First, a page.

For victims, Ms. Ray-Jones advises that when an argument breaks out, it’s important to identify the safest place in the house, away from objects that may be weaponized, like the kitchen and bathroom. Prepare for a situation where an abuser might hide essential supplies, like soap.
While resources during the outbreak are limited, the experts I spoke to encouraged victims to seek out shelters, hotlines, therapists and counselors. Where walk-in service is no longer available, phone and digital communications are still working. Ruth Glenn, the chief executive officer and president of the National Coalition Against Domestic Violence, advises victims turn to a trusted friend or family member, if available, who can make a call to a hotline on their behalf should they not be able to do so themselves.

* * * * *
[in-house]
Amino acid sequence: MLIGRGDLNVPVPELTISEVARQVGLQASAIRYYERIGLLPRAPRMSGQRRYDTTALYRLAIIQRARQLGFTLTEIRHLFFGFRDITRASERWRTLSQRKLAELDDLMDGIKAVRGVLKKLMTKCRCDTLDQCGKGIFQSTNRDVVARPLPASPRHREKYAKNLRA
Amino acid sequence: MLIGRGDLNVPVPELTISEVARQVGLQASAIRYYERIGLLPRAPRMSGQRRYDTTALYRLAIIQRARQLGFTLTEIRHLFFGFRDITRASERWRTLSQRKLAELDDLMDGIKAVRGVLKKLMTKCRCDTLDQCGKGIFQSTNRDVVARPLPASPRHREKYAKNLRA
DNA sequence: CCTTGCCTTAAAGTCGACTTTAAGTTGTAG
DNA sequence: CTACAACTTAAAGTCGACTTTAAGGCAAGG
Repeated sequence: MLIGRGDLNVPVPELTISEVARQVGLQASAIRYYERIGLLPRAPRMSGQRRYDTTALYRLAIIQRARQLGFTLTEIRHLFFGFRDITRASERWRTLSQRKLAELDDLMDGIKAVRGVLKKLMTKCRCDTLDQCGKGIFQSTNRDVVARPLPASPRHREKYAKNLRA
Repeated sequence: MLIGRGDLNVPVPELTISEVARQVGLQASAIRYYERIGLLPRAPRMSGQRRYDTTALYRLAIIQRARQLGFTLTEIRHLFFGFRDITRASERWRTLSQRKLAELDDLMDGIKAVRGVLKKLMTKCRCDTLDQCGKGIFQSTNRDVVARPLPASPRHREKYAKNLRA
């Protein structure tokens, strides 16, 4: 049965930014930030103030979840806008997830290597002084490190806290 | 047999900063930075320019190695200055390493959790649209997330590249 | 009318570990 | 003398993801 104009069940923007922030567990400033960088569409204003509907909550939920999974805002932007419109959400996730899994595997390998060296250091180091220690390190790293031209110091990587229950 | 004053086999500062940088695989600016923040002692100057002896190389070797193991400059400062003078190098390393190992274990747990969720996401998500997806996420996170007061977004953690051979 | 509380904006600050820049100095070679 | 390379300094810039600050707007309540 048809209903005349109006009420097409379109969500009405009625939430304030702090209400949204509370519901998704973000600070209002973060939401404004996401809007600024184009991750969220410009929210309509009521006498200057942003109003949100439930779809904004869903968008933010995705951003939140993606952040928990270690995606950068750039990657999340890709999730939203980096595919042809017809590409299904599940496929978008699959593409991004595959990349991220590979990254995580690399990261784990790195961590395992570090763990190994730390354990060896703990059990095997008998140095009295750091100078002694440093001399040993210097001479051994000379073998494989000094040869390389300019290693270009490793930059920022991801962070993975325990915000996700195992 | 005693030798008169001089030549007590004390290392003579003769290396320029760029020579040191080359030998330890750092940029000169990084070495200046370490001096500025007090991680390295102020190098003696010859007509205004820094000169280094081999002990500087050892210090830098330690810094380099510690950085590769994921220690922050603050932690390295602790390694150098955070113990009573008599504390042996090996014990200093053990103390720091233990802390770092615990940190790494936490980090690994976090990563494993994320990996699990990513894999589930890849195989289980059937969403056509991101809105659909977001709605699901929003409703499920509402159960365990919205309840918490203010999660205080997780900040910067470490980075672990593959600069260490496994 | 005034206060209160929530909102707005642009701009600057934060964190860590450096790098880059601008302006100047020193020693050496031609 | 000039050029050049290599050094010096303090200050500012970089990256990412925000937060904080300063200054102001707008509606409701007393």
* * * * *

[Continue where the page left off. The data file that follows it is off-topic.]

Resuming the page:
And in an emergency, Ms. Friedman recommends calling 911.
Safelink provides the statewide hotline available for victims of domestic violence in Massachusetts: 1-877-785-2020. For TTY, 1-800-799-7233. If you’re unable to speak safely, you can log onto thehotline.org or text LOVEIS to 22522. And Jane Doe Inc. offers help in Massachusetts. RESPOND, based in Somerville, serves New England.
Massachusetts courts are still open for emergency matters. Hearing for petitioners who feel they are in imminent harm and seeking restraining orders qualify. District Courts and Probate and Family Law Courts are both equipped to hear requests for restraining orders. Each of the individual courts’ as well as system responses to COVID-19 updates on how various matters are heard can be found here on the court system’s website. Assistance with court forms can be found on CourtFormsOnline.org from Suffolk University Law School’s Legal Innovation and Technology Lab.